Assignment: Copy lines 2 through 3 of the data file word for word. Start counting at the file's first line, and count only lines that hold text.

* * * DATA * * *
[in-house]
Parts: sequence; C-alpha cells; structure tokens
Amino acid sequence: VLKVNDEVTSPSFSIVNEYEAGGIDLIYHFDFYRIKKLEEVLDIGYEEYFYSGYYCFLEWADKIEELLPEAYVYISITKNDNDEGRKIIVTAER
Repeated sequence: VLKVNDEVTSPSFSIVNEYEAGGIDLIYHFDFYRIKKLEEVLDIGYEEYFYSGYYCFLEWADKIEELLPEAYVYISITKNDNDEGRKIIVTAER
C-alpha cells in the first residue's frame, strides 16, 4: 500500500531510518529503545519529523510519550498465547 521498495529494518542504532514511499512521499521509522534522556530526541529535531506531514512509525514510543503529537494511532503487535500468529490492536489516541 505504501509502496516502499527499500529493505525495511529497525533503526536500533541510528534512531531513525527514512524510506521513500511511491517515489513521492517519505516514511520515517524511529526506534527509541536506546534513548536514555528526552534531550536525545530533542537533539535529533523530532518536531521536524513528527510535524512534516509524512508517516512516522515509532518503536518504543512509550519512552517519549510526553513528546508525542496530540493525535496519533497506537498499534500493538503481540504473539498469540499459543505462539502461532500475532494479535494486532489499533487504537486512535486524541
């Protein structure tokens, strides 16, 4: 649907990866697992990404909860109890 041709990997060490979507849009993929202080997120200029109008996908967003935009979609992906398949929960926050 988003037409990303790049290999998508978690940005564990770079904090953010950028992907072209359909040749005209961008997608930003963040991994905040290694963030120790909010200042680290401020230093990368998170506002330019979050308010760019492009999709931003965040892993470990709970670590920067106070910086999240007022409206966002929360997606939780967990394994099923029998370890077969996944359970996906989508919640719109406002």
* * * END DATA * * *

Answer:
Parts: sequence; C-alpha cells; structure tokens
Amino acid sequence: VLKVNDEVTSPSFSIVNEYEAGGIDLIYHFDFYRIKKLEEVLDIGYEEYFYSGYYCFLEWADKIEELLPEAYVYISITKNDNDEGRKIIVTAER